The pound held close to multi-month highs versus the euro and hit a fresh two-month high against the dollar as expectations for Bank of England (BoE) rate cuts and growing investor risk appetite supported the British currency.

Investors are awaiting key inflation data from major economies this week that could offer clues on the global interest rate outlook.

German inflation figures will be released on Wednesday and the wider euro zone's reading on Friday, along with the U.S. core personal consumption expenditures (PCE) price index - the Federal Reserve's preferred measure of inflation.

Sterling was flat at $1.2768 after hitting $1.2783 earlier in the session, its highest level since March 21.

The euro rose 0.14% against the pound at 85.14 pence per euro, after hitting 84.94 on Monday, its lowest level since August 2023.

Strong services inflation in the April data and other key economic indicators on both sides of the Atlantic shifted expectations for the BoE's first rate cut firmly until after August, strengthening the view that monetary policy will not be a headwind while appetite for risky assets can still boost sterling, analysts said.

They also mentioned the pound’s correlation with the U.S. stocks indexes. S&P 500 future contracts inched higher on Tuesday, with Wall Street reopening after a long weekend.

Money markets fully price in 25 basis points of BOE monetary easing in November, a 60% chance of such a move in September and a 40% chance in August.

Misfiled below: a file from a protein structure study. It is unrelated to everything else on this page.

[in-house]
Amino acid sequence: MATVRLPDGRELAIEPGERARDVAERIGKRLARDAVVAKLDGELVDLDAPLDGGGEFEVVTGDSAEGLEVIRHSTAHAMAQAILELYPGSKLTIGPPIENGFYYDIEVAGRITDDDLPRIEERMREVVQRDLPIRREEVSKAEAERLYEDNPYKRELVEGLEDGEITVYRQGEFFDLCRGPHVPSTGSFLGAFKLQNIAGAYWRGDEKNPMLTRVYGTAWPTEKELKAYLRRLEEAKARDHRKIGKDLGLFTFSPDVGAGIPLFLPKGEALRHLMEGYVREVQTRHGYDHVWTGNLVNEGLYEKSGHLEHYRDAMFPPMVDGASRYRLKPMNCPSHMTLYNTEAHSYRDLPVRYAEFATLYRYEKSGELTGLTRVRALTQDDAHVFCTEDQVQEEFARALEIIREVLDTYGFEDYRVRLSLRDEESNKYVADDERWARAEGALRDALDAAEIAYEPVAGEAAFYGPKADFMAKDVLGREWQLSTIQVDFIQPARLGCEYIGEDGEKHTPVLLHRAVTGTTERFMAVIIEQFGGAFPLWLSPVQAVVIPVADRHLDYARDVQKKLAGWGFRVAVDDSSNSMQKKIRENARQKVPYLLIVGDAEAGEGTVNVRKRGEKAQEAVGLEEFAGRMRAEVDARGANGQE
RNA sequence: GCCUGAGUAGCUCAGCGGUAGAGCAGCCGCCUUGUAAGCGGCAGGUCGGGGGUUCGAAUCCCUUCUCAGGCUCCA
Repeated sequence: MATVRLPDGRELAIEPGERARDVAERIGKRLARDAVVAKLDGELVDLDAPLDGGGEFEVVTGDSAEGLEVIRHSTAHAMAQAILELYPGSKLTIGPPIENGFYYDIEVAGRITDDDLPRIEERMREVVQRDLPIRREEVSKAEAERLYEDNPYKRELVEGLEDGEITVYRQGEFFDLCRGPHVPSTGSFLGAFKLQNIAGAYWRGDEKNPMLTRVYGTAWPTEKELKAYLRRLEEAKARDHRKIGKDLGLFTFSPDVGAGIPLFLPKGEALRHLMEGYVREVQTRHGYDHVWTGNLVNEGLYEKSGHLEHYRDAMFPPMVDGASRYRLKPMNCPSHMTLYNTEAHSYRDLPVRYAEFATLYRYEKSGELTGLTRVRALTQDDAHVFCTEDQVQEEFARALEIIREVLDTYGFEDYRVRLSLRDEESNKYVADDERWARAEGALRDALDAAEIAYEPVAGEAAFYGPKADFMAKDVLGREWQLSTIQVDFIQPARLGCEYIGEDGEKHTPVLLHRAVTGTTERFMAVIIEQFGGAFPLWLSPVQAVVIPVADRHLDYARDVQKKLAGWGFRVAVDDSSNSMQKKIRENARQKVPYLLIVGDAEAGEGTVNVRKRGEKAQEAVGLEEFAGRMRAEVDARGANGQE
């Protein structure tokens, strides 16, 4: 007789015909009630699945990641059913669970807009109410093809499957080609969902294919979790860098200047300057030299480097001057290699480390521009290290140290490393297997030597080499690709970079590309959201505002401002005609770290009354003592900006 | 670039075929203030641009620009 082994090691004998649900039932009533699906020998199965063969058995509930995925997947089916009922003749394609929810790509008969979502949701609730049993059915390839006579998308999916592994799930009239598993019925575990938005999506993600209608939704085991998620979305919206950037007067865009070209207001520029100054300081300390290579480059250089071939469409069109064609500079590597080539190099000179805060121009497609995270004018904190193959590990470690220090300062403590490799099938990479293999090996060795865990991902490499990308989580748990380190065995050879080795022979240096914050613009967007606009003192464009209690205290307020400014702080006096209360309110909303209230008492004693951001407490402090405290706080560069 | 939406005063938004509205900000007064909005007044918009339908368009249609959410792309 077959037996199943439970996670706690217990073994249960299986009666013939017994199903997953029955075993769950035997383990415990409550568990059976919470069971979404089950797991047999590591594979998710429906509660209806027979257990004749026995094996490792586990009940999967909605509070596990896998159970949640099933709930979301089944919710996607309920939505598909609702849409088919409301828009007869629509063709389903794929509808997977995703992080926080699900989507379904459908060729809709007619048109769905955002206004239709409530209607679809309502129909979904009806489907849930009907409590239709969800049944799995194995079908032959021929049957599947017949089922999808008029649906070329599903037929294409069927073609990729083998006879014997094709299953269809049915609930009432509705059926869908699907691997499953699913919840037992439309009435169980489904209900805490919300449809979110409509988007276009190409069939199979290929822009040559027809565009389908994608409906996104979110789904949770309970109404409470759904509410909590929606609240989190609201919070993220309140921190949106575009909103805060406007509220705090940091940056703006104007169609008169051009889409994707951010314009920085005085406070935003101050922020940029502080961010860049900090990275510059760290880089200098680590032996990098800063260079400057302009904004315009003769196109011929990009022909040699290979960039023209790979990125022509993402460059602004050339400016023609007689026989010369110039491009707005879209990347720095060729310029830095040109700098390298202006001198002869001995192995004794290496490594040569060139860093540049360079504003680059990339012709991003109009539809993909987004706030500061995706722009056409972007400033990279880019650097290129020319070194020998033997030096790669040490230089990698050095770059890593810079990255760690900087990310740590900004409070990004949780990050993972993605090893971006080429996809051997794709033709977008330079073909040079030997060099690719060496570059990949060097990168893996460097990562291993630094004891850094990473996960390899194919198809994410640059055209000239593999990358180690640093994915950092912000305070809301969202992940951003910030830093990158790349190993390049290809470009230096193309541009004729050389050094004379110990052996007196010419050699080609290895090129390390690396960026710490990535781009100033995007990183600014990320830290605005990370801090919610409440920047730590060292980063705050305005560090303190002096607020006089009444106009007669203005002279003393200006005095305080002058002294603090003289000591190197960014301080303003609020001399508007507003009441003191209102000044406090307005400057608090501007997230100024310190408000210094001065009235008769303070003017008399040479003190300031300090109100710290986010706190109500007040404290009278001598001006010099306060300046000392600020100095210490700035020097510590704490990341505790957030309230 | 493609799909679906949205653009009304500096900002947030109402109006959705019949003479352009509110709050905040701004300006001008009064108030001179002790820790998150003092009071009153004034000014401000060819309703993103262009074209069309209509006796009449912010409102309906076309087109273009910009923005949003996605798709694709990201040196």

"The pound is looking expensive versus the euro at current levels, in our view," said Francesco Pesole strategist at ING.

"We still expect an August cut, and see any views for delayed easing due to the UK vote as misplaced," he added.

Investors expect the outcome of the July 4 UK general election will not significantly influence the British currency.

Analysts stressed that both Labour and the Conservatives have emphasised that they will stick to the existing fiscal rules overseen by the independent Office for Budget Responsibility.

British Prime Minister Rishi Sunak is facing a mass departure of lawmakers, with the number of resignations surpassing the level the Conservative Party suffered before a landslide defeat in the 1997 election.

(Reporting by Stefano Rebaudo; editing by Kim Coghill)